Let’s remember Mintz’s name SAM CAMPBELL Opinions editor Amid all the pain and anguish caused by last week’s shooting at Umpqua Community College in Oregon, a hero has emerged. As a shooter walked onto campus and into a classroom where he opened fire, students and staff fled and hid, and some weren’t lucky enough to make it out alive. But one man was not about to sit back and watch his fellow classmates be gunned down. When 30-year-old Chris Mintz heard gunshots coming from a nearby classroom, he jumped into action. There are varied accounts of exactly what happened next, but what everyone agrees on is that Mintz, in an attempt to save the others around him, ran to the door and blocked the shooter from entering the room. As told to People magazine by Pastor Dennis Kreiss, “[Mintz] told all the students in his class to get to a safer place. ... He went outside of the classroom and stood by the door to make sure the shooter didn’t come in. When the shooter came out of the classroom he confronted him and said, ‘You aren’t getting by me,’ and at that point the shooter shot him five times and the shooter moved on and apparently didn’t go in that classroom. I applaud

the guy’s heroism. He may have saved the people in the classroom. Many people are depraved in our society and he was ready to lay down his life for his friends.” It is reported that Mintz then told the shooter that it was his son’s birthday, but was shot two more times. His son, Tyrik, turned 6 that day. Luckily, Chris Mintz was rushed to the hospital where he underwent surgery and is expected to fully recover. In a video posted to Facebook, Chris expresses his gratitude toward everyone who has been showing their support for him and appears to be in high spirits. Mintz’s actions didn’t come as a surprise to many, especially because he is an Army veteran. “According to the Army, Mintz served as an infantryman from 2004 to 2007, reaching the rank of specialist (SPC),” according to CNN. “He was awarded the National Defense Service Medal, Global War on Terrorism Service Medal and Army Service Ribbon.” So, let’s make sure Chris Mintz’s name is the one we remember in the aftermath of this tragedy. Now his 6-year-old, Tyrik, has one amazing hero to look up to.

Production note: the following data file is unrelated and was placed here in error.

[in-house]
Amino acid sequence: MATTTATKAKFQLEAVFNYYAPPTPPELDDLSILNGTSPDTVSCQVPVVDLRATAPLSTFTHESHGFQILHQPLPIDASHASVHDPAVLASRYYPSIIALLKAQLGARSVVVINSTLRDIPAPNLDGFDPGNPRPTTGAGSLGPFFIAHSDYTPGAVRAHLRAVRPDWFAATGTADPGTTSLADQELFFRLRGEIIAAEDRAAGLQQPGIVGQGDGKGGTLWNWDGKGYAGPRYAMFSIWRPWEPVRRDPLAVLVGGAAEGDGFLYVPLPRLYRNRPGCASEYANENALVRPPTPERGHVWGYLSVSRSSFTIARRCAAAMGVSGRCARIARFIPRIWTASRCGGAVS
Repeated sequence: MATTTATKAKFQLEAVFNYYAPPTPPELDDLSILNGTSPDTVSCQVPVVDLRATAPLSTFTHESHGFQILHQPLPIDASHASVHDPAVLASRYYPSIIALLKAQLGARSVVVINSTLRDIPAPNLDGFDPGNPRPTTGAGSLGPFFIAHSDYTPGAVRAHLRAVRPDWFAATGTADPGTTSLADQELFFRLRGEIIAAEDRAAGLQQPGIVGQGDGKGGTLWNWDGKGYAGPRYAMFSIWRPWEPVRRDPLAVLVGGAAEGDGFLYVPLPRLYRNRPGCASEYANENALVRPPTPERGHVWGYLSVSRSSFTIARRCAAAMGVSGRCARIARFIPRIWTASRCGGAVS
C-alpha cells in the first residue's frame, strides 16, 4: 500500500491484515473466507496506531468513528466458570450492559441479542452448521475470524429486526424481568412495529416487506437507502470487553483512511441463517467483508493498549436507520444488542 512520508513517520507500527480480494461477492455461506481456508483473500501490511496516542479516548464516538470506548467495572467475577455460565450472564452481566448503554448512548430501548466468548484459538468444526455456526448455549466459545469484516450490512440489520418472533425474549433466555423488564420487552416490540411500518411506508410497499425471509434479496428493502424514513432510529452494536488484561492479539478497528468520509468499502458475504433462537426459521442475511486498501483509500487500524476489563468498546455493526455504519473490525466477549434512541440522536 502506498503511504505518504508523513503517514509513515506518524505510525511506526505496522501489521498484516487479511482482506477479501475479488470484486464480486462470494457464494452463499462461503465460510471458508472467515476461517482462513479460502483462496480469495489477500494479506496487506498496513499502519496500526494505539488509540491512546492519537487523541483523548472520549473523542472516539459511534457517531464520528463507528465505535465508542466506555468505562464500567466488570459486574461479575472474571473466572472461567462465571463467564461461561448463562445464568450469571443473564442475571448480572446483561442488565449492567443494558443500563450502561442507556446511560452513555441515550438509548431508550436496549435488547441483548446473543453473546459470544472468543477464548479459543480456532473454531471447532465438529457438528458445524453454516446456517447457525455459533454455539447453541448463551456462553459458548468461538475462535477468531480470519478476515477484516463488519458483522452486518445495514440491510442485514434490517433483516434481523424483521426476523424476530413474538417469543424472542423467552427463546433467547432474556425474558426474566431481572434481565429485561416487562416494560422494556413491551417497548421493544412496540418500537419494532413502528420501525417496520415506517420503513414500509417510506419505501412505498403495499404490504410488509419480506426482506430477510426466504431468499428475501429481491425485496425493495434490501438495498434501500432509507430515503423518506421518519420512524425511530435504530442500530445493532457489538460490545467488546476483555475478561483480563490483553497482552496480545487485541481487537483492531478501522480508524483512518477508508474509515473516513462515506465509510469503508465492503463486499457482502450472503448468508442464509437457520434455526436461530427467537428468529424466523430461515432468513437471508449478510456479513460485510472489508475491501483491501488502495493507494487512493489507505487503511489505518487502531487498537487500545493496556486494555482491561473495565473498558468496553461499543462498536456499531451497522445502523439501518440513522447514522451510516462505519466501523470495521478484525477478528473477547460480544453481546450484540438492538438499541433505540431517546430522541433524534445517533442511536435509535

CAMPUS COMMENT

JOY MOON / MONITOR

‘The Martian’ blends acting, effects WHAT ULTIMATELY MAKES THE FILM SO COMPELLING IS HOW IT DEALS WITH THE IDEA OF HUMANITY CRISTIAN MEDINA Sports editor If you thought a movie could never be as good as the book, then you’ve met your match. Ridley Scott’s sci-fi thriller “The Martian” is a roller-coaster ride of a film that finds its success in its stellar acting and amazing special effects. The film tells the story of astronaut Mark Watney, played by Matt Damon, who gets stranded on a desolate Mars after his crew thinks he is dead. After discovering he is completely alone on a planet where “nothing grows,” Watney must find a way to survive for a long period of time before anyone comes back to rescue him. Similar to Christopher Nolan’s space epic “Inter-

stellar,” “The Martian” is surprisingly scientifically accurate. This makes it that much more enjoyable to watch, knowing that the events that take place are possible. The scenic landscapes of Jordan that were chosen for Mars give you the feeling that you’re actually on the Red Planet. Matt Damon delivers a strong lead performance as the stranded astronaut. Mixing humor with innovativeness, Mark Watney makes the best out of a bad situation and makes his character very likeable. Donald Glover, better known as the rapper Childish Gambino, had a breakout performance playing Rich Purnell, the astrodynamicist who comes up with the plan to save Watney. Glover’s